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Mystery at Port Newark: Why Did 17 Plug-In Cars Burn?

¶Amid all the damage left in Hurricane Sandy’s wake is an automotive whodunit, or rather, what-dunit? What caused more than a million dollars-worth of plug-in hybrid vehicles, including 16 Fisker Karma luxury sedans, to catch fire Monday night at Port Newark?

¶Fisker, based in Anaheim, Calif., has had problems with vehicle fires in the past, including one incident this year that prompted the recall of more than 2,000 Karmas to replace a faulty cooling fan.

¶But the circumstances during the big storm were clearly unusual, raising the question of whether this latest incident is a sign of design flaws, of possible risks associated with plug-in vehicles generally or simply a result of the abuses wrought by extremely rare weather conditions — or some combination of the three.

¶In a separate incident during the storm, three Toyota Prius hybrids at Port Newark also were damaged by fire. “One Prius out and out burned, the others just kind of smoldered and got really hot,” Cindy Knight, a Toyota spokeswoman, said in a telephone interview on Thursday. The smoldering cars included a plug-in hybrid Prius and a conventional hybrid Prius. The car that burned was a plug-in. That’s three cars out of the 4,000 Toyotas that were at Port Newark during the storm, including more than 2,128 plug-in or hybrid models. According to Ms. Knight, the fire “likely started because saltwater got into the electrical system.”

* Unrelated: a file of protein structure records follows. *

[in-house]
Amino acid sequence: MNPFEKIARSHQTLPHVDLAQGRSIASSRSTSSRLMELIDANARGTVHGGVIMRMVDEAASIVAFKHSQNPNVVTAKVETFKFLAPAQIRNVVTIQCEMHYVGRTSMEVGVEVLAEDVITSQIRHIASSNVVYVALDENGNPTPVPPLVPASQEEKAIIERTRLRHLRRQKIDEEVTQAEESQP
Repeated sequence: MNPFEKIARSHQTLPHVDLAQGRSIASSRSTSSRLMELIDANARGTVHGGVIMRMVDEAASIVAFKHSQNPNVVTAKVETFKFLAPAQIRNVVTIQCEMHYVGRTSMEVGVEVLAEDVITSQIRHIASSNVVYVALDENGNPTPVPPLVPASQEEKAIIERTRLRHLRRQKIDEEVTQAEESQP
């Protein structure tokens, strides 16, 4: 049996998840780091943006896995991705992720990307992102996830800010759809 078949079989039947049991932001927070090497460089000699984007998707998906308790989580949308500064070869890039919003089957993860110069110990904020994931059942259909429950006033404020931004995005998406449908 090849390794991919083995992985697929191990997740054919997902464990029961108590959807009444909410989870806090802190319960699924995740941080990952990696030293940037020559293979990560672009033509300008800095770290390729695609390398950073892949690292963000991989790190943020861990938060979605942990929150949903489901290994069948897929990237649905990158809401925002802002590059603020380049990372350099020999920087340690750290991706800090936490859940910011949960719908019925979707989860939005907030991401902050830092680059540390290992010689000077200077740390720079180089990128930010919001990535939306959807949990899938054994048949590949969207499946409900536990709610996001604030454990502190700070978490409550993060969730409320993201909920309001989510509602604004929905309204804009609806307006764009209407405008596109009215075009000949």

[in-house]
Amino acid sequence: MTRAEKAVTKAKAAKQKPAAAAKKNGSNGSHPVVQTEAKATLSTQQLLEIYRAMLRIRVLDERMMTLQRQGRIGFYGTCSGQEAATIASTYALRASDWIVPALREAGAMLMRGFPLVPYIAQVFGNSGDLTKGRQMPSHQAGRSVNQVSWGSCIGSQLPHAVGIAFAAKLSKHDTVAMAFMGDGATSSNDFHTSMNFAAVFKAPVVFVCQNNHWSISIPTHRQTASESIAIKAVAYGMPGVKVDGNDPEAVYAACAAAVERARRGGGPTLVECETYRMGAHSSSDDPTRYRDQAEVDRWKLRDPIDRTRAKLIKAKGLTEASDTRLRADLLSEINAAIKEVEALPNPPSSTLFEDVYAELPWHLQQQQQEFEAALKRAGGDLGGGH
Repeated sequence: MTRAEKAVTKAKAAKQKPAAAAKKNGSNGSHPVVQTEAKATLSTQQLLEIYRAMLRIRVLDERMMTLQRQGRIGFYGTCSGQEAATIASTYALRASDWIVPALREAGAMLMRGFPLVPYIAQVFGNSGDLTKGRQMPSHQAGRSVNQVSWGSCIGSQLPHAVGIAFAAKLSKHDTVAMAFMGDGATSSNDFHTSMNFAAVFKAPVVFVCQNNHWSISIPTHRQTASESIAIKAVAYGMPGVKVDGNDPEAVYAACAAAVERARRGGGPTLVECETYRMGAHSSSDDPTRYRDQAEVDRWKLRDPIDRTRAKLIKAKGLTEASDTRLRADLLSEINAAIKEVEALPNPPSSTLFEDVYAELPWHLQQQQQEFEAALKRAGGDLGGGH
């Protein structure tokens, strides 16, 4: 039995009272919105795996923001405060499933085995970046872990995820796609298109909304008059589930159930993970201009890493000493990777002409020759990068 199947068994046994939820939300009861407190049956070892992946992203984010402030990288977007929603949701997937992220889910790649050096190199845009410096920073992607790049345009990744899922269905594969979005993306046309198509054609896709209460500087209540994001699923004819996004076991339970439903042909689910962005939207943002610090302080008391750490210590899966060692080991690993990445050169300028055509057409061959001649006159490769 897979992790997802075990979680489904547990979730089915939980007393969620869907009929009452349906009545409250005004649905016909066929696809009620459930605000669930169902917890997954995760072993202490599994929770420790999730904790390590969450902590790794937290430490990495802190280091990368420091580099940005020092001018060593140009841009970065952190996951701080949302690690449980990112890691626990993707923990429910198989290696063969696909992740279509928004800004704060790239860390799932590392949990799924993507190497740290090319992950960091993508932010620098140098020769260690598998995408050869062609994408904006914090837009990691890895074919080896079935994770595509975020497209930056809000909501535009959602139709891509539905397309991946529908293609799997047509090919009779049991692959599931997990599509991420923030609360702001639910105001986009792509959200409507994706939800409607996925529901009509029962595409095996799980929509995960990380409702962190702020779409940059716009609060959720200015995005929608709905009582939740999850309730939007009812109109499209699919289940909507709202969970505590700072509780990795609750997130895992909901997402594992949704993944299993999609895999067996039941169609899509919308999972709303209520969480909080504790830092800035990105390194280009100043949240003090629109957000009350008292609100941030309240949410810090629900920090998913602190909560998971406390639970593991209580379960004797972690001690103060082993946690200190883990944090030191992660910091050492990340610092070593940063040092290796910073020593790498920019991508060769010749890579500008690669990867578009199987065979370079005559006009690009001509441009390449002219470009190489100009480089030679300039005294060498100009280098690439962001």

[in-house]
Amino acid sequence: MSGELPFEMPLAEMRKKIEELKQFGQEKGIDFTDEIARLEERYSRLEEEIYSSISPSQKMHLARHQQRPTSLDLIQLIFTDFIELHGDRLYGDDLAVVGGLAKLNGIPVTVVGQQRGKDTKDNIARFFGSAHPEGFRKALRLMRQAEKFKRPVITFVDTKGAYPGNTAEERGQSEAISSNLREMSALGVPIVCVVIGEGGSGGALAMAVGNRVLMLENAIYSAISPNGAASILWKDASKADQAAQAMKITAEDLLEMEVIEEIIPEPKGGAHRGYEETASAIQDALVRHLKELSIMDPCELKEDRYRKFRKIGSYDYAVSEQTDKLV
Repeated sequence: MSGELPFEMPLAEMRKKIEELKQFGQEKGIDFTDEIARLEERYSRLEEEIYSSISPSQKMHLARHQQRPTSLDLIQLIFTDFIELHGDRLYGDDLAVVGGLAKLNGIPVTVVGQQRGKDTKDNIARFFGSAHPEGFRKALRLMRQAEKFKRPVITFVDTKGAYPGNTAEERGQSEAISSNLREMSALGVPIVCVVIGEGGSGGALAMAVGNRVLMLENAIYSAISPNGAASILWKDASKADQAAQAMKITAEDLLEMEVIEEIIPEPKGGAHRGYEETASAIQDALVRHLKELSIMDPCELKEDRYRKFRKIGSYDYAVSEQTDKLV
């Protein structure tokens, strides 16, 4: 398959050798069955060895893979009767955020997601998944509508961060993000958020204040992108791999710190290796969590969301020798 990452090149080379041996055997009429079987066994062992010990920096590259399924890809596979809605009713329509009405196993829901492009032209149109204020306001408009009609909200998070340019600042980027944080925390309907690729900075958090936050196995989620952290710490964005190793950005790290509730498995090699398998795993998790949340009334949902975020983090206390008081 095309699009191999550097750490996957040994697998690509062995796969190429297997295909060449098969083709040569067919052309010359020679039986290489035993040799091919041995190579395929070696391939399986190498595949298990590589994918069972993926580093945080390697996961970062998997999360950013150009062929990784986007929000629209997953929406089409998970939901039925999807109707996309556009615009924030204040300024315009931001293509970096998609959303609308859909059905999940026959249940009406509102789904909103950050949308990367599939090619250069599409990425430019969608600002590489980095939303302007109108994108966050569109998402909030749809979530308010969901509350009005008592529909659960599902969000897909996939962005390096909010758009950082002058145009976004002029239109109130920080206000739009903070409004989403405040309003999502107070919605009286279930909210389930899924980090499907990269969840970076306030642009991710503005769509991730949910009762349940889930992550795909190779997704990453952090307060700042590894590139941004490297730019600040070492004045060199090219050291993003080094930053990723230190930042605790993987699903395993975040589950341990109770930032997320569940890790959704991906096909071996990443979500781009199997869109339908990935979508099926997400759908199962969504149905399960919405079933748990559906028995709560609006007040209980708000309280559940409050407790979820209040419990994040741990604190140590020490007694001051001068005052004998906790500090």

¶“We can’t be certain exactly what happened at the port,” Russell Datz, a Fisker spokesman, said in a telephone interview. “But we think being submerged in 13 feet of saltwater had something to do with it.” The company said the cars were not charging at the time of the fire and there were no injuries.

¶Based on photographs of the scene obtained by the blog Jalopnik, Fisker’s cars were parked fairly close together, so whatever the initial cause, a fire in one car could quickly spread to others. The cars are made of aluminum, which has a lower melting point than steel, and experts said this would likely contribute to the destruction seen in the photographs. And for any modern cars loaded with electronic components, exposure to saltwater can be a problem because it is highly corrosive and conductive.

¶“Picture a charged AA battery,” suggested Daniel Abraham, a lithium-ion battery expert and chemical scientist at Argonne National Laboratory. “If you connect the positive and negative terminals with a wire, it will short the battery and generate tremendous heat in the process.”

Seawater can act like that wire. “The conductivity of saltwater is much, much higher than that of freshwater because of all the salt,” Mr. Abraham said. Salts dissolved in water break into positively and negatively charged ions, which then act as conductors. So if seawater connects both the positive and negative electrical terminals of a battery, it will tend to short.


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